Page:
Seniors evaluating their retirement options may consider taking out a reverse mortgage loan to access their home equity as an extra source of funds. This can be an attractive option for seniors who wish to use the funds however they choose and to eliminate monthly mortgage payments.1,2 But a reverse mortgage may not be fit for all retirement scenarios. Below are a few situations where a reverse mortgage could present some disadvantages:
Plans to Move or Sell the Home Soon
If you’re planning to right-size into a new home or move into a retirement community in the next 5 years, the closing costs and fees from a reverse mortgage may not be worth it.3
There may be little to no equity left after the sale depending on the home value and accrued interest and fees.4 However, seniors planning to buy a home can utilize the Home Equity Conversion Mortgage (HECM) for purchase program. With a HECM for purchase, seniors can use the equity from the sale of their previous residence to fund the purchase of their next home in one transaction.
Property Taxes & Insurance
When you get a reverse mortgage, you are still required to maintain the home as well as pay property taxes, insurance, and HOA dues.1 Borrowers are protected, however, during the pre-funding financial assessment of their credit history and income with a Life Expectancy Set Aside (LESA). With a LESA any financial shortcomings the borrower may have will dictate funds to be set aside to ensure tax and insurance payments are made for the life of the loan.
If you plan to leave your home to your children or other heirs, it’s important to consider that a reverse mortgage can decrease your home equity over time, affecting your estate. If they qualify, a traditional mortgage can offer heirs a funding solution for securing ownership.
If your heirs decide not to keep the home, any profit from the sale of the home will go to them if sold for more than the outstanding loan balance. Thankfully mortgage insurance premiums ensure heirs will never have to foot the bill if you end up borrowing more than the home’s worth.5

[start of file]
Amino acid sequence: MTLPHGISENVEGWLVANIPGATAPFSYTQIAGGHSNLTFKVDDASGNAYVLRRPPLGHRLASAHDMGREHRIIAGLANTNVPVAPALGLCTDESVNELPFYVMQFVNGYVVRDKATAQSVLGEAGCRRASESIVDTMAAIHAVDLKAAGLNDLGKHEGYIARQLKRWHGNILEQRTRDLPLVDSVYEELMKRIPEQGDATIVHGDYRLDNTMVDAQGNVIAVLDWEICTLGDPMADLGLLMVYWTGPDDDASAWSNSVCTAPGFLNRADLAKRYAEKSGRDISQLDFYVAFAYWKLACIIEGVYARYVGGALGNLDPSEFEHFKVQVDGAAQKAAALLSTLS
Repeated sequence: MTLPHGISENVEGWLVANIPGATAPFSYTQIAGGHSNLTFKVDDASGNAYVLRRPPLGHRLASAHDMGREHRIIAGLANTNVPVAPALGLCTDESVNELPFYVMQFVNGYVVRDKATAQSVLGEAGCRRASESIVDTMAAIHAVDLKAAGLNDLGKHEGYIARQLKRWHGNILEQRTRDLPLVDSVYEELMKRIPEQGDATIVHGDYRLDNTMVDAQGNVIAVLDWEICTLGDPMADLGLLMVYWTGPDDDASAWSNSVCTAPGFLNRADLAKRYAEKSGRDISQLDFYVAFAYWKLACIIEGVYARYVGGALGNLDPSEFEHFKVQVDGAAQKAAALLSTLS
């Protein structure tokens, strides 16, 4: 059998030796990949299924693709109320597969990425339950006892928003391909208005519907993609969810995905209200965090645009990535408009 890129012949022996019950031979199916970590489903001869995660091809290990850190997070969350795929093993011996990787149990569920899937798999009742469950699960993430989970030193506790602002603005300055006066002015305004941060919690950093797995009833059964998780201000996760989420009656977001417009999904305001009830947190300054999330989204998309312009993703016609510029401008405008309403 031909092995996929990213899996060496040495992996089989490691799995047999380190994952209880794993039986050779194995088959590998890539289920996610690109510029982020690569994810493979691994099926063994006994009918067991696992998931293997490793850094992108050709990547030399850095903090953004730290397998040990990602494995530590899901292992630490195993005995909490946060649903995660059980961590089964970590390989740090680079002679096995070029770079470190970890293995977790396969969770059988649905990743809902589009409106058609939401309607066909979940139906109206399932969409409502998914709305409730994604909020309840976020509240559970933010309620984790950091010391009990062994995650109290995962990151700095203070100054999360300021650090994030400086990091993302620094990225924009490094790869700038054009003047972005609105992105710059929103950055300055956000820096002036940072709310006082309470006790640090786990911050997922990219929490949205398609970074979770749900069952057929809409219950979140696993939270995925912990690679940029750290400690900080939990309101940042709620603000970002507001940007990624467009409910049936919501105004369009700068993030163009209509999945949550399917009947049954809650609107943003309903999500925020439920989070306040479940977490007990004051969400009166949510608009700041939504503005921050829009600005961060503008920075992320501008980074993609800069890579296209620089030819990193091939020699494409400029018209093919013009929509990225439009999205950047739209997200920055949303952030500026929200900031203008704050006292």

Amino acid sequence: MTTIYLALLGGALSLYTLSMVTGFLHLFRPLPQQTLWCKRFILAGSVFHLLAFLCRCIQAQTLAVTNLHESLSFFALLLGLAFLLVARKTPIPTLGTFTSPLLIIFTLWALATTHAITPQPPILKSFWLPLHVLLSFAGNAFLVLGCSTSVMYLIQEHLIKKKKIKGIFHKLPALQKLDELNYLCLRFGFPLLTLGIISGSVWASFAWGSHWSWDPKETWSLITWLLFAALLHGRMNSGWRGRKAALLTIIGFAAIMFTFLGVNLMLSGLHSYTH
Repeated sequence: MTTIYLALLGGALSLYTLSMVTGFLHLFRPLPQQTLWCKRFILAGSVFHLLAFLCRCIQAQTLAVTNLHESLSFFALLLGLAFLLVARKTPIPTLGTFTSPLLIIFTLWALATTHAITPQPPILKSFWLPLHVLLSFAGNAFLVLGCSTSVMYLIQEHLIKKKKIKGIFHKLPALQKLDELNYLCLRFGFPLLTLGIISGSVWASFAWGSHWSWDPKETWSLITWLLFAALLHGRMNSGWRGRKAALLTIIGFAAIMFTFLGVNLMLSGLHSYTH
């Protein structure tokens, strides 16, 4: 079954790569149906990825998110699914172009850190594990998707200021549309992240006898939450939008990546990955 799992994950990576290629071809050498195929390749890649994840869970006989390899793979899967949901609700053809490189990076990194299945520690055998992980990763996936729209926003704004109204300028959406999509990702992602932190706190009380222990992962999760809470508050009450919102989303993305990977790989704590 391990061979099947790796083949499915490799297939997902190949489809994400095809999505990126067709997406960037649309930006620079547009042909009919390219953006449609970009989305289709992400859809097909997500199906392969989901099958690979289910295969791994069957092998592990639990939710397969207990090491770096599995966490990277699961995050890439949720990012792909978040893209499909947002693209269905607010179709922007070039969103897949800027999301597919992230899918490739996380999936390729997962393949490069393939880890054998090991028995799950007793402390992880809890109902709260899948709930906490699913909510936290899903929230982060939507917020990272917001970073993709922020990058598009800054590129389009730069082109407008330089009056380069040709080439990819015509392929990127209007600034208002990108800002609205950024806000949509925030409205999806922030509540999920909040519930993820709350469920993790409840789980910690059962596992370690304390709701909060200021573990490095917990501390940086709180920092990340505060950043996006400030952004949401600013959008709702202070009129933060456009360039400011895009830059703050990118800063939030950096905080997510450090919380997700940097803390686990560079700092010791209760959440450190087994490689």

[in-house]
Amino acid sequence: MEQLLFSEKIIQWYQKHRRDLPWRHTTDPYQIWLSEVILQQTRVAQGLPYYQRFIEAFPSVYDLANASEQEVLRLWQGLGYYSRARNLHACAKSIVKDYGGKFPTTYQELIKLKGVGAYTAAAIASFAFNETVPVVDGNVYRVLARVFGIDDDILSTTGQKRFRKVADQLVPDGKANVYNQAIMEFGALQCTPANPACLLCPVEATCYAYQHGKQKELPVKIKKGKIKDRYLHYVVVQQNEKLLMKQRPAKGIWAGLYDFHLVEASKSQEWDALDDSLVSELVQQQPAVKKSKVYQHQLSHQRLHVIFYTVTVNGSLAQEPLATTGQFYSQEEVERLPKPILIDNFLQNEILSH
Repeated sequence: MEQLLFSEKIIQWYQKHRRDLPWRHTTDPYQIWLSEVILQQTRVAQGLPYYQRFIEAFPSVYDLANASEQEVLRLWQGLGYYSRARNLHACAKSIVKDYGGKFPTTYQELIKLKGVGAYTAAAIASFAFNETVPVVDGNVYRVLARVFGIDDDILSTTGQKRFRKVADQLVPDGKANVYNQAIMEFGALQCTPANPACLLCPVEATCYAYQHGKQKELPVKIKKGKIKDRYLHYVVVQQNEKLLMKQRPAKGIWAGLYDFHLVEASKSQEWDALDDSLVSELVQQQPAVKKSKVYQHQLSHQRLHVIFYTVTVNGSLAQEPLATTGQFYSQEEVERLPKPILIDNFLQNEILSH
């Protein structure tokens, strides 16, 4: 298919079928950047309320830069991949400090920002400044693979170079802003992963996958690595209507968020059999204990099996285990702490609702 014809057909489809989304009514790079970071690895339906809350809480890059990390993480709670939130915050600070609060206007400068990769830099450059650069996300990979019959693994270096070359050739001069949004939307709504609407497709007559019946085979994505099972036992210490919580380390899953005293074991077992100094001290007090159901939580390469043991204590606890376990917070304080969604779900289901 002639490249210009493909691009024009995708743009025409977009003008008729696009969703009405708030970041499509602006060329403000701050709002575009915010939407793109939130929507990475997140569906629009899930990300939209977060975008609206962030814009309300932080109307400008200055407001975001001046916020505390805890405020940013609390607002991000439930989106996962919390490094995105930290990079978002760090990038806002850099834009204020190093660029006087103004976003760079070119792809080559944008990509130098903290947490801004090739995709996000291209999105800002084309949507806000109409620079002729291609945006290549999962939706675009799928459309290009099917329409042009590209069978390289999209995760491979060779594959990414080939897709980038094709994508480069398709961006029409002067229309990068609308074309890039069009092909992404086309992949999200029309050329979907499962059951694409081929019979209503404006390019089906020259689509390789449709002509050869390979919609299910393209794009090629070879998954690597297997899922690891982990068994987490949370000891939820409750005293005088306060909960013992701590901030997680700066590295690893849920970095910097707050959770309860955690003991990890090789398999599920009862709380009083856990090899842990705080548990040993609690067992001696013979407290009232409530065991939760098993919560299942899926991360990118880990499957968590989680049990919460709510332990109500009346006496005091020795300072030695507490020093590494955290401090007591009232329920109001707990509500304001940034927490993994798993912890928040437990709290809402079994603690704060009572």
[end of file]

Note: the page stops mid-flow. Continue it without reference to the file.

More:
While reverse mortgage loans may come with some disadvantages, in the right situation they can be a valuable tool for seniors looking to access their home equity without selling or making monthly payments.1,2 Are you considering a reverse mortgage? Call 800.976.6211 to speak with a licensed loan advisor to discover your options.
1Your current mortgage(s) and any other existing liens against the property must be paid off at or before closing. You must live in the home as your primary residence, continue to pay required property taxes, homeowners insurance, and maintain the home according to FHA requirements. Failure to meet these requirements can trigger a loan default that may result in foreclosure.
2The funds available to you may be restricted for the first 12 months after loan closing. In addition, you may be required to set aside additional funds from the loan proceeds to pay for taxes and insurance.
3Mandatory obligations are those fees and charges, as defined by the U.S. Department of Housing and Urban Development (HUD), incurred with the origination of the HECM loan that are paid at closing or during the first 12-month disbursement period. This includes but is not limited to: existing liens on the property; the loan origination fee; counseling fee; upfront MIP; third-party closing costs; customary fees and charges for warranties, inspections, surveys, engineer certifications; repair set-asides; set-aside for property taxes and insurance; and delinquent federal debt.
4 Your HECM loan will accrue interest that together with principal will have to be repaid when the loan becomes due.
5As required by the Federal Housing Administration (FHA), you will be charged an initial mortgage insurance premium (MIP) at closing and, over the life of the loan, you will be charged an annual MIP based on the loan balance.